Ali-Masmadi Jehu-Appiah, 29th June 2015
This is a crucial week for millions of African farmers – the week in which, under the guise of ‘plant protection’, they may lose the right to use their ancient seed heritage to grow the food crops on which the continent depends.
The policy is being driven through an opaque, little known body, the African Regional Intellectual Property Association (ARIPO), whose Diplomatic Conference opens today at the plush Mount Meru Hotel in Arusha, Tanzania.
In meetings taking place over the coming week, ARIPO plans to adopt the highly contested draft ARIPO Plant Variety Protection Protocol (ARIPO PVP Protocol), which guarantees the rights of commercial seed breeders while cancelling farmers traditional rights to save seed, grow crops from traditional seed varieties developed by our ancestors over countless generations, and sell or exchange such seeds.
In addition to severely restricting farmers rights to saving, sharing, selling, and planting seeds and propagating material, the Protocol facilitates biopiracy. The seed industry can take the seed DNA from ARIPO member African countries, manipulate it in a laboratory, and then claim intellectual property rights to DNA developed over centuries by African farmers.
This IPR grab has potential to be one of the largest resource thefts in human history. Seed diversity would disappear and African farmers would be forced to buy back their own seeds every planting season.
Forcing Africa open to seed exploitation
The PVP Protocol is based on the 1991 Convention of UPOV, the Union internationale pour la protection des obtentions végétales or International Union for the Protection of New Varieties of Plants, which provides for “breeders rights” to seeds and other germplasm based on conditions of novelty, distinctiveness, uniformity and stability, providing the essential legal foundation for the commercialization of the seed sector, including the introduction of GMO crops.
The first three days of the meeting will be dedicated to technical matters involved with the final drafting of the PVP Protocol among representatives from the 19 ARIPO member states. Then on Thursday ministers will gather to conclude the political discussions.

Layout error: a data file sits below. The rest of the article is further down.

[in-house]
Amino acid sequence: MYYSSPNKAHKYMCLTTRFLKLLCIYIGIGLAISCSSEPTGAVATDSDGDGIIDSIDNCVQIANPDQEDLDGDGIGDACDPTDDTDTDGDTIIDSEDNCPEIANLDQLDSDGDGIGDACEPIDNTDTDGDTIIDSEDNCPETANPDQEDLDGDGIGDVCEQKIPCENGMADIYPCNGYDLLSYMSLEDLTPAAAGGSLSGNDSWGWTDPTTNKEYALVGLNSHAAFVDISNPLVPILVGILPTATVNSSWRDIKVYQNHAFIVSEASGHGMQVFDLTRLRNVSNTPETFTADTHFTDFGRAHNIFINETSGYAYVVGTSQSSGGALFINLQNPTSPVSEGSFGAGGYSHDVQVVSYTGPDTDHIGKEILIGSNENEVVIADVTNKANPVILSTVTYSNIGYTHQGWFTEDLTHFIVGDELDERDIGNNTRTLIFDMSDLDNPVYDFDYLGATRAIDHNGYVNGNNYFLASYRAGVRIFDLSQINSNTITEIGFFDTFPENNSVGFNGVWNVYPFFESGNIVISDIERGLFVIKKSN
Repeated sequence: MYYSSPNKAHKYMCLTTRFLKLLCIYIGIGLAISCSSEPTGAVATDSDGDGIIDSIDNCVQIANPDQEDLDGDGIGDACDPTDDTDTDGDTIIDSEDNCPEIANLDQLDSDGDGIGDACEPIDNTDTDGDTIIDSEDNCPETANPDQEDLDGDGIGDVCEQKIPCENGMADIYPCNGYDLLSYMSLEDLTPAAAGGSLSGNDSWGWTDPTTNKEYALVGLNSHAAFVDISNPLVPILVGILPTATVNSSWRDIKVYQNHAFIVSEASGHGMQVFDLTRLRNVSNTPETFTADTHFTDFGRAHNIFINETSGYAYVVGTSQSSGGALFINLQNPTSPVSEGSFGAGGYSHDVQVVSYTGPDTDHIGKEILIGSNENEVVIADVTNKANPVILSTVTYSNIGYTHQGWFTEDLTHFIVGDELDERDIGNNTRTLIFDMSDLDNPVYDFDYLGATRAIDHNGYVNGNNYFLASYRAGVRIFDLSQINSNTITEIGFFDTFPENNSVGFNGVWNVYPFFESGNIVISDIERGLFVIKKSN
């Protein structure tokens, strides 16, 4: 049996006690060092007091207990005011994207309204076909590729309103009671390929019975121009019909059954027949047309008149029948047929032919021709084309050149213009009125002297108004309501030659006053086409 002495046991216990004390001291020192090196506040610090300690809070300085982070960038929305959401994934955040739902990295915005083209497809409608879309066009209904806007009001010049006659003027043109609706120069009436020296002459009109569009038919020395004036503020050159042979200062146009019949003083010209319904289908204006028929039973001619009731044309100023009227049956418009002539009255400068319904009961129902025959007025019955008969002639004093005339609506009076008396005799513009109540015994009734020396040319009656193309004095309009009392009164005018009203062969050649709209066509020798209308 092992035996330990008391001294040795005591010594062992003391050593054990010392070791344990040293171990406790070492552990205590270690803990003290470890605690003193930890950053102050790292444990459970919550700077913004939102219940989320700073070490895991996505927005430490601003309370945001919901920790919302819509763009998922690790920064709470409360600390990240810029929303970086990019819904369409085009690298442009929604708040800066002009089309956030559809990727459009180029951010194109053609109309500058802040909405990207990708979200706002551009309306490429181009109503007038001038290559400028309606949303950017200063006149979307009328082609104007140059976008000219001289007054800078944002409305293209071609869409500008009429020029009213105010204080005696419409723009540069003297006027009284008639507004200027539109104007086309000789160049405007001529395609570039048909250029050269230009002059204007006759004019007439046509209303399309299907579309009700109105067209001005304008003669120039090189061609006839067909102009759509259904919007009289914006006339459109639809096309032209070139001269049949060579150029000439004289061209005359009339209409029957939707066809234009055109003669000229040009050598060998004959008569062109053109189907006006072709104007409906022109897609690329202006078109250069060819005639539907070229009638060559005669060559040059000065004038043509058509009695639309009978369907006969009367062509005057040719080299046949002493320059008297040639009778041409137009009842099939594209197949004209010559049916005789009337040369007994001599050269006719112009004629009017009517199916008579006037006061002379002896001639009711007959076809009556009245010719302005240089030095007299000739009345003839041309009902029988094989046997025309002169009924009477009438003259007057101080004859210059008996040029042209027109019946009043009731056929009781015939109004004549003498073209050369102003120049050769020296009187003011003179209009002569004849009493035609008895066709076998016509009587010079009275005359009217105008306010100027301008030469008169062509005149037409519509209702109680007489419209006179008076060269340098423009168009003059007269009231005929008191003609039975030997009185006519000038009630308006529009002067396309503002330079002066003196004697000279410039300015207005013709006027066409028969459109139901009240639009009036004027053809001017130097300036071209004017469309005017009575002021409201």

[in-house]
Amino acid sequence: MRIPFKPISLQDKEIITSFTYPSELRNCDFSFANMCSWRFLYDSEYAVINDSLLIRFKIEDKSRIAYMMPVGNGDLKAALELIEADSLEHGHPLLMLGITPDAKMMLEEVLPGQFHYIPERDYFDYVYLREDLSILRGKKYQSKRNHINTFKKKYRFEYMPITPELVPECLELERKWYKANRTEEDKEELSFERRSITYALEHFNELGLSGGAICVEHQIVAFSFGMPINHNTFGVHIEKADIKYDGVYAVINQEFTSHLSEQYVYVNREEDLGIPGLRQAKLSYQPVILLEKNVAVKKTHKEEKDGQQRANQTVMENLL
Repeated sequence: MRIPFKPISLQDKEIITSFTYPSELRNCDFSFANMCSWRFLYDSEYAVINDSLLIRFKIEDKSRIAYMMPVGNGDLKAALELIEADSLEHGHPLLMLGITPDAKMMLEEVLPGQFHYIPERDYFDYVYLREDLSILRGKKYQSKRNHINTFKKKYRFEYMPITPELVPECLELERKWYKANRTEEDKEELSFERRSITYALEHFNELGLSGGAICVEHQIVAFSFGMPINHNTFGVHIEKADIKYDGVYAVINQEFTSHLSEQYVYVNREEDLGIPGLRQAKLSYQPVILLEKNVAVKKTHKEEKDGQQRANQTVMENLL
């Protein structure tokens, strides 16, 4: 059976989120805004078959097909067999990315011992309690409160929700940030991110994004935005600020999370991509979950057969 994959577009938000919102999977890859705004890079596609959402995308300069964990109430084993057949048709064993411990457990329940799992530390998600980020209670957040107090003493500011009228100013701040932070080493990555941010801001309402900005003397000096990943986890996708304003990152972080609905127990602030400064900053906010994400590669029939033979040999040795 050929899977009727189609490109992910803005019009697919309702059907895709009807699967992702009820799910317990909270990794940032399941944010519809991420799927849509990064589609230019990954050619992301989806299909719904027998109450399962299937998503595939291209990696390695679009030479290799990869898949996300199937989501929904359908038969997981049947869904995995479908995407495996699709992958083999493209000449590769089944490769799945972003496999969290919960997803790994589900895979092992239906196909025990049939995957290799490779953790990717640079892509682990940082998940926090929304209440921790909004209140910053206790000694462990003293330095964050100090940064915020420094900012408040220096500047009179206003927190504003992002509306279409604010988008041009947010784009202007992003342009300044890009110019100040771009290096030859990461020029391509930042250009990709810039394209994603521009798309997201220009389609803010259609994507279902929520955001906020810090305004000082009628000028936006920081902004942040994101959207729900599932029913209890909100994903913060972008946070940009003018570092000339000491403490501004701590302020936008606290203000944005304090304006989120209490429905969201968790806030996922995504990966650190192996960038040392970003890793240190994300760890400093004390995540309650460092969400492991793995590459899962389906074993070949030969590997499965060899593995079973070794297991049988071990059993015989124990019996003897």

But that’s about all that African civil society has been told. We do not know which ministers will represent their countries. In the absence of any consultations in the ARIPO member states, we have no idea what they are going to say on our behalf. And we can only wonder – why is this whole thing shrouded in such secrecy?
The answer is, surely, to exclude public participation and limit opportunities for civil society to organise agains the PVP Protocol. African farmers have rejected moves to adopt UPOV-inspired measure in national legislation, for example in Ghana where the controversial Plant Breeders’ Bill was overwhelmingly rejected!
By adopting these measures at a transnational level, we believe governments are trying to evade their democratic accountability and impose these measures as a fait accompli. If ARIPO passes the UPOV PVP Protocol, it enters into force after being ratified by four member states.
Being presented as a ‘take it or leave it’ package it precludes discussion, debate and amendment in national parliaments circumventing the normal democratic processes that would apply to legislation in the member states.
Shining light on a murky, unaccountable process
But the very fact that a conference whose decisions have such far-reaching consequences is taking place almost in the dark, means that its very exposure can scuttle the attempts. That is why it is important to talk about this and raise the murmurs into a thunder!
Fortunately, thanks to Alliance for Food Sovereignty in Africa (AFSA), Association for Plant Breeding for the Benefit of Society (APBREBES), African Centre for Biodiversity (ACBio), and various farmers’ associations, the word is spreading fast.
For more than 50 years UPOV has strengthened the rights of the seed industry internationally at the expense of farmers rights, particularly through its 1991 Convention. It has ignored the needs of developing countries, putting the right to food at risk.
Like many recent trade agreements it is more about protecting and consolidating corporate profits than it is about trade or development. It has systematically excluded farmers from its deliberations.
The 19 ARIPO member states are Botswana, The Gambia, Ghana, Kenya, Lesotho, Malawi, Mozambique, Namibia, Sierra Leone, Liberia, Rwanda, São Tomé and Príncipe, Somalia, Sudan, Swaziland, Tanzania, Uganda, Zambia and Zimbabwe, where the secretariat is based. Among them are some of Africa’s least developed countries.
Three of the ARIPO states, including Ghana, are being pushed to spearhead the process because they are already at some stages of passing a PVP on their own, or have already passed it. Ghana could make a powerful difference by opposing the Protocol. Zambia too is feeling strong pressure to oppose it.
The unlawfulness of ARIPO seed grab exposed
In its haste to hand over Africa’s seeds to commercial intrests, ARIPO has circumvented or ignored numerous international conventions and legal instruments, as has been revealed by AFSA – exposing the fraudulent nature of the process:
These are our demands!
More and more organisations are becoming aware and are adding their voices to the call by AFSA’s demands:
We must now put all possible pressure on our governments to hear the voice of Africa’s people, and in particular the small scale farmers across the continent on whom we depend for our daily food.
Ali-Masmadi Jehu-Appiah is Chairperson of Food Sovereignty Ghana. He contributed this article in his personal capacity.
SOURCE: Seed Freedom! A last chance to thwart the great African seed grab – The Ecologist http://www.theecologist.org/